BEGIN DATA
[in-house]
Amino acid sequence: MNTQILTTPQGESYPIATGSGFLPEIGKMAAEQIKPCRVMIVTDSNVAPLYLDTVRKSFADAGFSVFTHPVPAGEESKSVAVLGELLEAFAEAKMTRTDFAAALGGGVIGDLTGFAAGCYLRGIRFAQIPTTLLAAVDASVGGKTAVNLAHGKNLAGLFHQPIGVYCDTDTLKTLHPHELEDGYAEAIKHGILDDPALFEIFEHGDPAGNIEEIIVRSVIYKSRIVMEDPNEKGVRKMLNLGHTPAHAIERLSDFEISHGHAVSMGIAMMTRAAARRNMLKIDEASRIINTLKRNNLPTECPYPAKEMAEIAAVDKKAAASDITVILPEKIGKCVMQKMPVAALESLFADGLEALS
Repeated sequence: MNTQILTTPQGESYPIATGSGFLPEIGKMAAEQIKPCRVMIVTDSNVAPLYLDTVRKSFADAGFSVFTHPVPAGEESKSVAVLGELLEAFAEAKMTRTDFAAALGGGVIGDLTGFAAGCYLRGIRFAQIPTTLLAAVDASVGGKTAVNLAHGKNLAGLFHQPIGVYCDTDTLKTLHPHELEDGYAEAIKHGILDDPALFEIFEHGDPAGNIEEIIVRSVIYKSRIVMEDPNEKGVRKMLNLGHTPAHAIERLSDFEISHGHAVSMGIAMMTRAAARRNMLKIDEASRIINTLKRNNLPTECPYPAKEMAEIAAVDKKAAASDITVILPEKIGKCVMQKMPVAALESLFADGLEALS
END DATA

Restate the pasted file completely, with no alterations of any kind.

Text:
[in-house]
Amino acid sequence: MNTQILTTPQGESYPIATGSGFLPEIGKMAAEQIKPCRVMIVTDSNVAPLYLDTVRKSFADAGFSVFTHPVPAGEESKSVAVLGELLEAFAEAKMTRTDFAAALGGGVIGDLTGFAAGCYLRGIRFAQIPTTLLAAVDASVGGKTAVNLAHGKNLAGLFHQPIGVYCDTDTLKTLHPHELEDGYAEAIKHGILDDPALFEIFEHGDPAGNIEEIIVRSVIYKSRIVMEDPNEKGVRKMLNLGHTPAHAIERLSDFEISHGHAVSMGIAMMTRAAARRNMLKIDEASRIINTLKRNNLPTECPYPAKEMAEIAAVDKKAAASDITVILPEKIGKCVMQKMPVAALESLFADGLEALS
Repeated sequence: MNTQILTTPQGESYPIATGSGFLPEIGKMAAEQIKPCRVMIVTDSNVAPLYLDTVRKSFADAGFSVFTHPVPAGEESKSVAVLGELLEAFAEAKMTRTDFAAALGGGVIGDLTGFAAGCYLRGIRFAQIPTTLLAAVDASVGGKTAVNLAHGKNLAGLFHQPIGVYCDTDTLKTLHPHELEDGYAEAIKHGILDDPALFEIFEHGDPAGNIEEIIVRSVIYKSRIVMEDPNEKGVRKMLNLGHTPAHAIERLSDFEISHGHAVSMGIAMMTRAAARRNMLKIDEASRIINTLKRNNLPTECPYPAKEMAEIAAVDKKAAASDITVILPEKIGKCVMQKMPVAALESLFADGLEALS